Green Button Initiative to Give 15 Million Households Tools to Shrink Their Energy Bills
Responding to President Obama’s call for an “all-of-the-above” strategy to help consumers reduce their energy costs, the Administration announced today that nine major utilities and electricity suppliers will commit to providing more than 15 million households access to data about their own energy use with a simple click of an online “Green Button.” By providing consumers with secure, easy-to-understand information about how they are using energy in their households, Green Button can help them reduce waste and shrink bills.
“Empowering American families to shrink their own utility bills is an important part of this Administration’s all-of-the-above energy strategy,” said Dr. John P. Holdren, Assistant to the President and Director of the White House Office of Science and Technology Policy. “With new online tools made possible by the Green Button, families will have easy access to information on how they can reduce their energy use and put more money in their pocket.”
“Green Button will arm millions of Americans with information they can use to lower their energy bills,” said Nancy Sutley, Chair of the White House Council on Environmental Quality. “Innovative tools like these are good for our economy, good for the health of our communities, and an essential part of our approach toward a secure and clean energy future that works for Americans.”
Inspired by a White House call to action, Green Button is an industry-led effort that allows electricity customers to download their household or building energy-use data in a consumer- and computer-friendly format.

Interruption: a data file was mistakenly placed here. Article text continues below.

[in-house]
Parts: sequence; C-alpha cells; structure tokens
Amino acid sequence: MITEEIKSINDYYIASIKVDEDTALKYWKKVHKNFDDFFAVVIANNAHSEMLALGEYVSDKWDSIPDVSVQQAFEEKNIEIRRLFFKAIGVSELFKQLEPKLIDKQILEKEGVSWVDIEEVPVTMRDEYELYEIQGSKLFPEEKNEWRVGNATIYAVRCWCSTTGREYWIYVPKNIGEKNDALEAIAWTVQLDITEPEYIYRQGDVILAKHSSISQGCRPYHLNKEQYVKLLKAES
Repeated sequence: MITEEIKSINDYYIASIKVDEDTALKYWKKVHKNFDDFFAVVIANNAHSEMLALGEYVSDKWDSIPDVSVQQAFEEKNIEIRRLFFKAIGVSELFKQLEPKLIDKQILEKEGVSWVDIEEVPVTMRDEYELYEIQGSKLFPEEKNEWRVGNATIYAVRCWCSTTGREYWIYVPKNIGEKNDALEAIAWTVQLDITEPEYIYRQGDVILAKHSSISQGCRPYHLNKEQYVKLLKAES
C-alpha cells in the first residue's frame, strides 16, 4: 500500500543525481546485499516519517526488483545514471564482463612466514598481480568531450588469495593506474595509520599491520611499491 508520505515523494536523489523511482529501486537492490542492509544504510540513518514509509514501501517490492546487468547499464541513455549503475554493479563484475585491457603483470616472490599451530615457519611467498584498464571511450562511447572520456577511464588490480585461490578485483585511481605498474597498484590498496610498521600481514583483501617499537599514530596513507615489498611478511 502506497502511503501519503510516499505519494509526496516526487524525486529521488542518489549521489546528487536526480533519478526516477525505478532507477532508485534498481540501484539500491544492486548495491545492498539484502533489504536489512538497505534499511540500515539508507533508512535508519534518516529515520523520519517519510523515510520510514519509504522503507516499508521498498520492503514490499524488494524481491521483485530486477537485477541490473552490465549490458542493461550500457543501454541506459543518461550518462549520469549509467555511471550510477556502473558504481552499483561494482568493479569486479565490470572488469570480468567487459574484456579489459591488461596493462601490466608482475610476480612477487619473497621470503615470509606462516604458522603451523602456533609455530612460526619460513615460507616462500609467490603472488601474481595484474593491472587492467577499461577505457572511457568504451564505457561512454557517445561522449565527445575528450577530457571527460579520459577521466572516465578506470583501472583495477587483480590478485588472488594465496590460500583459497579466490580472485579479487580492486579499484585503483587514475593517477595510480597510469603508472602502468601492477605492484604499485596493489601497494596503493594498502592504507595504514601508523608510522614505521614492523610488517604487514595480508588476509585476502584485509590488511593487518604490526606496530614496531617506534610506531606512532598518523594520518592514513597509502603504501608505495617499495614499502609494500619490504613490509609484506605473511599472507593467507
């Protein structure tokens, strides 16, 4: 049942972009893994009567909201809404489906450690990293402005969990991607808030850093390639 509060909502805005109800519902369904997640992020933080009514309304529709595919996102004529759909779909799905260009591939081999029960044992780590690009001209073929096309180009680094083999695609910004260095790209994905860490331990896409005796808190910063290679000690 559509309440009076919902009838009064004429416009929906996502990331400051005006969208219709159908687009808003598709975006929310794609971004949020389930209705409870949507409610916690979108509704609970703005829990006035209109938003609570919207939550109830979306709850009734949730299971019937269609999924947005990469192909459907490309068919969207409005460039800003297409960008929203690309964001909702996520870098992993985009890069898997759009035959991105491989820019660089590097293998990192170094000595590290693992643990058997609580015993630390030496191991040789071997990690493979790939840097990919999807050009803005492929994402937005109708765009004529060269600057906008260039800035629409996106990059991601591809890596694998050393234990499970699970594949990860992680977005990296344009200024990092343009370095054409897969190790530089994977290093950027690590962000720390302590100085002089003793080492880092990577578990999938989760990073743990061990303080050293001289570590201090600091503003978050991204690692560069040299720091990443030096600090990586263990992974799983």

The utilities and electricity suppliers making new commitments include:
•American Electric Power, serving 5.3 million customers in 11 states (Arkansas, Indiana, Kentucky, Louisiana, Michigan, Ohio, Oklahoma, Tennessee, Texas, Virginia, West Virginia);
Green-Button-enabled web and smartphone applications promise to help consumers choose the most economical rate plan for their use patterns; provide customized energy efficiency tips; provide easy-to-use tools to size and finance rooftop solar panels; and deliver virtual energy audit software that cuts costs for building owners and gets retrofits started sooner. Companies announcing today that they are developing applications or services for businesses and consumers using this industry data standard include: Belkin, Efficiency 2.0, EnergySavvy, FirstFuel, Honest Buildings, Lucid, Plotwatt, Schneider-Electric, Simple Energy, and Sunrun.
The commitments announced today build on similar commitments made in January by Pacific Gas & Electric Company, Southern California Edison, Oncor, Pepco Holdings Inc., Glendale Water and Power, and San Diego Gas & Electric to provide the capability to nearly 12 million households in 2012.
Additional Steps by the Federal Government to Empower Customers
Leveraging the commitments by the private sector, leading Federal agencies including the Department of Energy and the National Institute of Standards and Technology announced today that:
•Apps for Energy Contest to Spur Development of New Online and Mobile Tools – With initial co-sponsorship from the Pacific Gas & Electric Company and Itron, the Department of Energy announced today its first Apps for Energy contest to spur development of energy-related software applications, based on the Green Button standard, that will help consumers gain new insights, take action, and save on their utility bills. The contest complements a recently closed $8 million grant funding opportunity to help consumers better manage their energy consumption from new smart grid technologies.
The Administration has been working to shrink consumer energy bills. This includes:
•Reducing Energy Bills for Low Income Americans: Since October 2009, the Department of Energy (DOE) and the Department of Housing and Urban Development (HUD) have completed energy upgrades in more than one million homes. On average, these upgrades save American families more than $400 on their heating and cooling bills in the first year alone.